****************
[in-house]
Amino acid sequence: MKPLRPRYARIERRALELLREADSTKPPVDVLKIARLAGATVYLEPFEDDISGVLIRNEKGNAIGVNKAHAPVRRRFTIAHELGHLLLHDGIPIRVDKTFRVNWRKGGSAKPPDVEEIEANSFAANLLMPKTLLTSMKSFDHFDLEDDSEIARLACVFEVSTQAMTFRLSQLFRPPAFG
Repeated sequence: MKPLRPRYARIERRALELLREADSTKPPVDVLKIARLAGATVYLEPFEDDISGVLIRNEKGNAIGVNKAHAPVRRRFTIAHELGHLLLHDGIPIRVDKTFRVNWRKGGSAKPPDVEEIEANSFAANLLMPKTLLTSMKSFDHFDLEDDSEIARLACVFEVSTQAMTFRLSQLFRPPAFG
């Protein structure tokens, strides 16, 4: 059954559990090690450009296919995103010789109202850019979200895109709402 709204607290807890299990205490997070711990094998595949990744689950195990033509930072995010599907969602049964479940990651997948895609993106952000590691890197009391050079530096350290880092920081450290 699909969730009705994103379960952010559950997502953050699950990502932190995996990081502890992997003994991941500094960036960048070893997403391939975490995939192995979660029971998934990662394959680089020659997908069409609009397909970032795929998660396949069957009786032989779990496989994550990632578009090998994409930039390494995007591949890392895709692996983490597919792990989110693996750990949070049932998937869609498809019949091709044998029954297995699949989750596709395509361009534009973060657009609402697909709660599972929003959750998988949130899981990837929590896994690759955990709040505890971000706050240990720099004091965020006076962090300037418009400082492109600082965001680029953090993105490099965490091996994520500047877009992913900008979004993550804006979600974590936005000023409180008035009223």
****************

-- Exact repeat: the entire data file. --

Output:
[in-house]
Amino acid sequence: MKPLRPRYARIERRALELLREADSTKPPVDVLKIARLAGATVYLEPFEDDISGVLIRNEKGNAIGVNKAHAPVRRRFTIAHELGHLLLHDGIPIRVDKTFRVNWRKGGSAKPPDVEEIEANSFAANLLMPKTLLTSMKSFDHFDLEDDSEIARLACVFEVSTQAMTFRLSQLFRPPAFG
Repeated sequence: MKPLRPRYARIERRALELLREADSTKPPVDVLKIARLAGATVYLEPFEDDISGVLIRNEKGNAIGVNKAHAPVRRRFTIAHELGHLLLHDGIPIRVDKTFRVNWRKGGSAKPPDVEEIEANSFAANLLMPKTLLTSMKSFDHFDLEDDSEIARLACVFEVSTQAMTFRLSQLFRPPAFG
């Protein structure tokens, strides 16, 4: 059954559990090690450009296919995103010789109202850019979200895109709402 709204607290807890299990205490997070711990094998595949990744689950195990033509930072995010599907969602049964479940990651997948895609993106952000590691890197009391050079530096350290880092920081450290 699909969730009705994103379960952010559950997502953050699950990502932190995996990081502890992997003994991941500094960036960048070893997403391939975490995939192995979660029971998934990662394959680089020659997908069409609009397909970032795929998660396949069957009786032989779990496989994550990632578009090998994409930039390494995007591949890392895709692996983490597919792990989110693996750990949070049932998937869609498809019949091709044998029954297995699949989750596709395509361009534009973060657009609402697909709660599972929003959750998988949130899981990837929590896994690759955990709040505890971000706050240990720099004091965020006076962090300037418009400082492109600082965001680029953090993105490099965490091996994520500047877009992913900008979004993550804006979600974590936005000023409180008035009223």